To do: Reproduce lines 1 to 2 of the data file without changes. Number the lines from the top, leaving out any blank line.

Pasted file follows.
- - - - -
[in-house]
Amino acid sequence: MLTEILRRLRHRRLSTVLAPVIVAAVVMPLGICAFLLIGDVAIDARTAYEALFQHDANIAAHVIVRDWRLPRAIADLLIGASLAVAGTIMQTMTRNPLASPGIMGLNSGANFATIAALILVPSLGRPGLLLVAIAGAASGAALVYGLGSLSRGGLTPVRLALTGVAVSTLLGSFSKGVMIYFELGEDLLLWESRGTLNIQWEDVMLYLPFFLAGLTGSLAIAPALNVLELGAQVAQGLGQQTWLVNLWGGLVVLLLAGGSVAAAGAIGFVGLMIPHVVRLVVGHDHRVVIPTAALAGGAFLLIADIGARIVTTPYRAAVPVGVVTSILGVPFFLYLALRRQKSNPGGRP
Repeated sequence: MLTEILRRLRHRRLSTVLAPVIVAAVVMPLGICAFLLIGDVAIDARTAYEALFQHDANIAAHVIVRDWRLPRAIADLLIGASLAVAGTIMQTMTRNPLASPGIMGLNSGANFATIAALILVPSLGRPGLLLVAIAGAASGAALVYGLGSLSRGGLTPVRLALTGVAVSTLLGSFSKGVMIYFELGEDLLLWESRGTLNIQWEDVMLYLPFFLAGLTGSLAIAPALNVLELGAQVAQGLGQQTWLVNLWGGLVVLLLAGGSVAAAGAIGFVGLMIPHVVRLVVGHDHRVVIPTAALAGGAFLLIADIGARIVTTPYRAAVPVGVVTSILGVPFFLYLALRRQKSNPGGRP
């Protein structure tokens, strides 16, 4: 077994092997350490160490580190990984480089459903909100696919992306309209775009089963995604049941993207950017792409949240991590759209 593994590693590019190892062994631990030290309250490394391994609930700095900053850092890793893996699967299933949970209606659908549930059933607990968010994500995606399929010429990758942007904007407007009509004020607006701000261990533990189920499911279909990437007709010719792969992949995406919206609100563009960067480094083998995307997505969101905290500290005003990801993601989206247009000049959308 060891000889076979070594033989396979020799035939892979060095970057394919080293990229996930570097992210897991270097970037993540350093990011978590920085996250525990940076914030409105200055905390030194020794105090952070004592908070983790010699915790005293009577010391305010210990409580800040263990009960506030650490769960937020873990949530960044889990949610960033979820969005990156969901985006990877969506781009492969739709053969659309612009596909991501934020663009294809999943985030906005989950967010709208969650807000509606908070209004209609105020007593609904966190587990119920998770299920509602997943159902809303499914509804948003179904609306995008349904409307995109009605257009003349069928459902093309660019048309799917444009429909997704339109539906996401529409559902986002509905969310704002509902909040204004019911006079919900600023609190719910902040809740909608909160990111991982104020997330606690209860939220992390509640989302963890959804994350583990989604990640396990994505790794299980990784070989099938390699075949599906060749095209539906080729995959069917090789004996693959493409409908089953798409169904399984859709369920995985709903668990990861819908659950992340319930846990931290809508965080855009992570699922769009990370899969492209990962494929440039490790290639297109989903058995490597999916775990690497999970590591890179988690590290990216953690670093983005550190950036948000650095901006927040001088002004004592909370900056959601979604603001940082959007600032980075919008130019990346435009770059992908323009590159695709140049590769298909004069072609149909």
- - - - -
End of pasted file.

[in-house]
Amino acid sequence: MLTEILRRLRHRRLSTVLAPVIVAAVVMPLGICAFLLIGDVAIDARTAYEALFQHDANIAAHVIVRDWRLPRAIADLLIGASLAVAGTIMQTMTRNPLASPGIMGLNSGANFATIAALILVPSLGRPGLLLVAIAGAASGAALVYGLGSLSRGGLTPVRLALTGVAVSTLLGSFSKGVMIYFELGEDLLLWESRGTLNIQWEDVMLYLPFFLAGLTGSLAIAPALNVLELGAQVAQGLGQQTWLVNLWGGLVVLLLAGGSVAAAGAIGFVGLMIPHVVRLVVGHDHRVVIPTAALAGGAFLLIADIGARIVTTPYRAAVPVGVVTSILGVPFFLYLALRRQKSNPGGRP